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Myrtle rust - safeguarding susceptible species

Work has now commenced in NSW and Queensland to collect seeds for the eight target species identified by the Australian Seed Bank Partnership (ASBP) as part of the project to Safeguard Australia’s Threatened Flora. Field work will be undertaken in the Sydney Basin, Southeastern Queensland and Brigalow Belt South.

The Foundation for National Parks & Wildlife is supporting the Partnership to build wild seed resources of eight threatened Australian native species known or suspected to be at risk of the plant disease myrtle rust. Myrtle rust is emerging as a national threat to some of Australia’s most economically important and iconic plant species and plant communities, including the World Heritage listed wet tropical rainforests of north-east Queensland. This fungal disease affects the Myrtaceae family of plants that includes Australian natives such as eucalypts, tea-trees and bottlebrushes.

The Royal Botanic Gardens and Domain Trust will undertake field work in the Sydney region and attempt to make three provenance collections of each of the following taxa: Darwinia glaucophylla; Darwinia peduncularis; Micromyrtus blakleyi; Micromyrtus minutiflora; The Brisbane Botanic Gardens will undertake field work in the Eidsvold / Munduberra / Rolleston area and attempt to make three provenance collections of each of the following taxa: Baeckea trapeza; Calytrix islensis; Corymbia petalophylla; Eucalyptus broviniensis; Eucalyptus sp. Glasshouse Mountains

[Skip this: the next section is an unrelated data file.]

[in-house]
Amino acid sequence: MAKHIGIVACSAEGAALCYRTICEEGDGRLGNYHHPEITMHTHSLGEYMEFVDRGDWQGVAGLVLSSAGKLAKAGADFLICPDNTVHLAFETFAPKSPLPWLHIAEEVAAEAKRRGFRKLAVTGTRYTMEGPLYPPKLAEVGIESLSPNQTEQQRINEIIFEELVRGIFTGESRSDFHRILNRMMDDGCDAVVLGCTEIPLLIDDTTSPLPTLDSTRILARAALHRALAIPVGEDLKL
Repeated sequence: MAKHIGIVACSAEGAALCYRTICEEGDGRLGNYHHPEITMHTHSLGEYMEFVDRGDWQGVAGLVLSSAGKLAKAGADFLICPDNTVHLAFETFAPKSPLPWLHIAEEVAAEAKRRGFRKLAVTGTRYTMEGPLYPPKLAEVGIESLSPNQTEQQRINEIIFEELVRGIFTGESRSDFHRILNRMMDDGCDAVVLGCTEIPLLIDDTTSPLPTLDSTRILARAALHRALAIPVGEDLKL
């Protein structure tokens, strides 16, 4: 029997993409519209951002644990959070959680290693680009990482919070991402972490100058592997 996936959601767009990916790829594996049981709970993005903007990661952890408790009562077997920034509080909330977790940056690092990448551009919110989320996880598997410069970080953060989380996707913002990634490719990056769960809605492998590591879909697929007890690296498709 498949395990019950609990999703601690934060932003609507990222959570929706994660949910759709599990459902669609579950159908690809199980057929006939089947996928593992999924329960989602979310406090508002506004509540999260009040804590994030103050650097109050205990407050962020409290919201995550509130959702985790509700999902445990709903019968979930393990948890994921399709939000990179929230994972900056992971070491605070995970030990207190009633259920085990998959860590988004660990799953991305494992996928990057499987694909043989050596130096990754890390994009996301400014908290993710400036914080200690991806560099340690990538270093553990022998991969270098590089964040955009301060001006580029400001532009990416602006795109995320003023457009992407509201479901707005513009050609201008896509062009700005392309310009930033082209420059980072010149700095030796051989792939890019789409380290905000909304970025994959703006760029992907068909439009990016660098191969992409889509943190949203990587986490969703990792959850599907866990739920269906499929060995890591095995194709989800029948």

The species are being targeted because they are considered most vulnerable to the disease. Collected seeds will be stored in facilities in NSW and Queensland.

Myrtle rust is spread by wind, animals and human activity and can result in anything from the deterioration of plant health to plant death and has the potential to impact on nationally significant species, ecological communities, ecosystems and biodiversity. Seed banking is a principal tool for the safe and efficient storage of wild plant genetic diversity, and provides a resource and knowledge base to support in situ management of plant species and communities susceptible to myrtle rust. Activities in relation to myrtle rust management need to be supported at local, regional and national levels and the Australian Seed Bank Partnership, with the generous support of the Foundation for National Parks & Wildlife, is contributing to these critical conservation efforts.